How to Kill Lice with Bug Zapper

Lice can be very hard to control and eradicate. Many times it takes expensive shampoos and washes to eventually get rid of head lice. With our extremely powerful 2400 Volt Bug Zapper, you can kill lice instantly with one zap. Our specially designed and patented bug zapper will kill lice upon contact, simply by running it up and down your bed or infected area. Most bug zappers you see in your local stores, are not nearly strong enough to handle killing lice and other insects. With our bug zapper, you will hear distinct popping and crackling, knowing the instant the tiny pets are being eradicated. 

What is Lice?

Lice is the common name for members of over 3,000 species of wingless insects of the order Phthiraptera; three of which are classified as human disease agents. They are obligate ectoparasites of every avian and mammalian order except for monotremes (the platypus and echidnas), bats, whales, dolphins, porpoises and pangolins.


Lice Biology

Most lice are scavengers, feeding on skin and other debris found on the host's body, but some species feed on sebaceous secretions and blood. Most are found on only specific types of animals, and, in some cases, on only a particular part of the body; some animals are known to host up to fifteen different species, although one to three is typical for mammals, and two to six for birds. For example, in humans, different species of louse inhabit the scalp and pubic hair. Lice generally cannot survive for long if removed from their host.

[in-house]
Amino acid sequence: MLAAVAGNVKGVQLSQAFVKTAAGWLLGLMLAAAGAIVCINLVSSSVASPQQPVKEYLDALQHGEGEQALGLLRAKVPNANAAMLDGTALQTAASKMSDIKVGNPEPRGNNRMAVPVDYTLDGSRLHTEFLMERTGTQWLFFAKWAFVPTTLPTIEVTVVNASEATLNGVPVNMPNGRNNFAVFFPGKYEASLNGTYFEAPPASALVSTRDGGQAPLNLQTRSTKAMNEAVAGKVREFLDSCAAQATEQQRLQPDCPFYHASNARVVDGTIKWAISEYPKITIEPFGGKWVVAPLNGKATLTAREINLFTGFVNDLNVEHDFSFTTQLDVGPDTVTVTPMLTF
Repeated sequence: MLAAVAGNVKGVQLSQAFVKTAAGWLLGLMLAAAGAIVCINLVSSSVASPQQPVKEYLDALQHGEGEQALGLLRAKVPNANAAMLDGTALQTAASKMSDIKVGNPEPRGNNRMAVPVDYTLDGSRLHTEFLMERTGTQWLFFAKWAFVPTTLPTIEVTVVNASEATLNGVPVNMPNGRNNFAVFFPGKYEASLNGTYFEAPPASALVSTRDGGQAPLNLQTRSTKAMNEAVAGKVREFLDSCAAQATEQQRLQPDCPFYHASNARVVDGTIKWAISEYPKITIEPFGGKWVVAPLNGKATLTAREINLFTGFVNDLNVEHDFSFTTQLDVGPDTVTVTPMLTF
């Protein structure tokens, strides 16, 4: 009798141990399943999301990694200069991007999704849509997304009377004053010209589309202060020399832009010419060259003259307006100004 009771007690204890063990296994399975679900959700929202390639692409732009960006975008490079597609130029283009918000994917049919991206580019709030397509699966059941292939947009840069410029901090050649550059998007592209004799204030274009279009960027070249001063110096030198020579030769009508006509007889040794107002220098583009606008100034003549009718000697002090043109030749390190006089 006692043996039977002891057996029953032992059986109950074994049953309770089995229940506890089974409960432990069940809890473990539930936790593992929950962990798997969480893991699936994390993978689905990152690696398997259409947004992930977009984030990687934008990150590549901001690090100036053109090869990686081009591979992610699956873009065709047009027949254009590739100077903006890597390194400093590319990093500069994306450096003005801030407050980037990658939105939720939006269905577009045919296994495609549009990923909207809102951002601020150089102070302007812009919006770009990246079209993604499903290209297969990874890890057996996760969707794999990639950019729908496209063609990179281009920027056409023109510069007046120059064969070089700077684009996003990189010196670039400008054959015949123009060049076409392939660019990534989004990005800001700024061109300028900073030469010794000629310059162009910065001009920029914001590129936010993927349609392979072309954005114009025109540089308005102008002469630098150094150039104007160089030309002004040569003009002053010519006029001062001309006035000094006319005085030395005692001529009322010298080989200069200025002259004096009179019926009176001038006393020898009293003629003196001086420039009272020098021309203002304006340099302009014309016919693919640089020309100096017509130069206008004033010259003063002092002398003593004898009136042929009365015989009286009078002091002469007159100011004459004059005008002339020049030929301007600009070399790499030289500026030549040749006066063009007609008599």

A louse's color varies from pale beige to dark gray; however, if feeding on blood, it may become considerably darker. Female lice are usually more common than the males, and some species are even known to be parthenogenetic. A louse's egg is commonly called a nit. Many lice attach their eggs to their host's hair with specialized saliva; the saliva/hair bond is very difficult to sever without specialized products. Lice inhabiting birds, however, may simply leave their eggs in parts of the body inaccessible to preening, such as the interior of feather shafts. Living lice eggs tend to be pale white. Dead lice eggs are more yellow.

Lice are exopterygotes, being born as miniature versions of the adult, known as nymphs. The young moult three times before reaching the final adult form, usually within a month of hatching.



Lice are optimal model organisms to study the ecology of contagious pathogens since their quantities, sex-ratios etc. are easier to quantify than those of other pathogens. The ecology of avian lice has been studied more intensively than that of mammal lice.

A few major trends

The average number of lice per host tends to be higher in large-bodied bird species than in small ones.